Cuban Feminists Replicate “A Rapist in your Path”

Once edited, the film about the Cuban version of the viral performance will be shared on social media.

By IPS Cuba

The idea to replicate the “A Rapist in your Path” performance, by the feminist group Las Tesis, came to the University of Arts’ students in Havana, who launched a call on social media, which many different women responded to : Jorge Luis Banos IPS

HAVANA TIMES – After many rehearsals, some very young and not-so-young Cuban feminists starred in their version of the “You are the rapist” performance, which was performed in Chile for the first time, on November 25th, and was then repeated in many other countries as an anti-macho violence protest.

The Chilean group Las Tesis’ artistic protest has become an anthem for feminist movements across the world, and this trend has also reached Cuba, which is now taking part in global phenomena thanks to greater Internet access.

At a terrace on the University of Arts (ISA) grounds, with authorization from the university dean, some thirty students, designers, journalists and lawyers, who were aware of the women’s movement in Chile and the protest against gender-based violence, performed the choreography with their eyes blindfolded.

“A lot of work went into planning this event,” which was filmed, one of the project organizers noted.

Like other forms of activism, they made the most of social media to call upon people who wanted to join, within the context of the 16 Days of Activism against Gender-Based Violence, between November 25th and December 10th.

“The girls from La Manada (a group of female artists) created a Facebook group and spoke a little bit about their idea, and because they were already familiar with Las Tesis’ experience, I was immediately hooked,” 28-year-old playwright Martha Luisa Hernandez said, who is better known as Martica Minipunto.

The artistic protest has become an anthem for feminist movements across the world. Photo: Jorge Luis Banos IPS

Even though the performance of this piece would be unthinkable out in a Cuban public space, it seemed possible within a place like ISA and “I immediately joined” said Hernandez.

“It makes perfect sense in my eyes, because it isn’t only about us joining a global campaign or the repercussions of this anthem, but to also show from Cuba a strong feminist platform, against any kind of discrimination, she pointed out.

Maria, a 22-year-old designer, said that they first thought the song needed to be changed and adapted to Cuban reality, like it has been in other countries, so they can sing and dance along to it as they choose.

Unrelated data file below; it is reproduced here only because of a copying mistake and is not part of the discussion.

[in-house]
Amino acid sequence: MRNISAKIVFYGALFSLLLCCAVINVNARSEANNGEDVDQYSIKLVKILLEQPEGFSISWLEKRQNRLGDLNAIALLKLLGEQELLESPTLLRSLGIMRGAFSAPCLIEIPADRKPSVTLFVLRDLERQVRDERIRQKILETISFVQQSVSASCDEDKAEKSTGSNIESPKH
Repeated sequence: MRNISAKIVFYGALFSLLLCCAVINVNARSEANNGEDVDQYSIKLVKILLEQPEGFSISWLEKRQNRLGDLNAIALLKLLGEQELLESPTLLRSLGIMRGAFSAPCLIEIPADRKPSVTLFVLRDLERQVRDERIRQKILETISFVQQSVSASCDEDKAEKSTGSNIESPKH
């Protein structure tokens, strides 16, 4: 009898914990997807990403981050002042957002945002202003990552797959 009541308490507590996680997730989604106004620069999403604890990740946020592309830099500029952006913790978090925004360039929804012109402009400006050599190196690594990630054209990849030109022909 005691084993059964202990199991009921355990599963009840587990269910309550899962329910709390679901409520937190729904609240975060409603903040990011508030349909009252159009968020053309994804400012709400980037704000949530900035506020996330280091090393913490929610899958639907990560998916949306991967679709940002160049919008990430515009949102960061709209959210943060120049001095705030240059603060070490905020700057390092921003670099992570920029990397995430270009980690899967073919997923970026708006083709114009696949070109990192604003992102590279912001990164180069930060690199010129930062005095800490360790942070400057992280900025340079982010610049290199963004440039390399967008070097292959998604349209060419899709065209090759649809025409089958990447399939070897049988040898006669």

“As it’s an anthem, it can’t be amended, so we thought it would be best to leave it as it is, because it is their fight, even though the struggle is ours.

“I think it’s really incredible to be here in Cuba doing this, because it takes a great deal or work to get people mobilized,” 50-year-old Katja, a lawyer, weighed in.

“This performance is just a grain of sand in the fight against gender-based violence,” the lawyer said, who is one of the people to sign an petition to include “the necessary comprehensive law against violence against women,” in the Cuban criminal code.

Lisandra Castro, a 27-year-old philologist, pointed out that “ever since the protest was held [in Chile] on November 25th, by Las Tesis, there has been a great impact and many cities have followed suit, including Berlin, Istanbul, Bogota and Mexico City.”

Some thirty students, designers, journalists and lawyers, who were aware of the women’s movement in Chile and the protest against gender-based violence, performed the choreography with their eyes blindfolded, at a terrace on the University of Arts (ISA) grounds, Photo: Jorge Luis Banos IPS

“We feel it is our responsibility as Latin Americans, women and human beings to stand by this cause and support it,” said Lisandra. The group decided on a place where they could get official authorization to perform.

“These are very important issues for Cuba… people believe that (feminism) is the antithesis of machismo, when it is an inclusive ideology, that tries to give a minority group their rights, those who don’t have a voice, and shatter imposed stereotypes,” she argued.

Twenty-five-year-old Berta, a Spanish woman who has been living in the capital for two years now because she is studying a Masters at Havana University, says that she had been longing to take part in a feminist act.

“It’s something that is missing in Cuba, I believe that women all over the world are beginning to wake up and organize, overcoming borders,” she said. “This event was extremely necessary in Cuba and I’m very happy to have taken part,” she added.

Once edited, the film about the Cuban version of the viral performance will be shared on social media.


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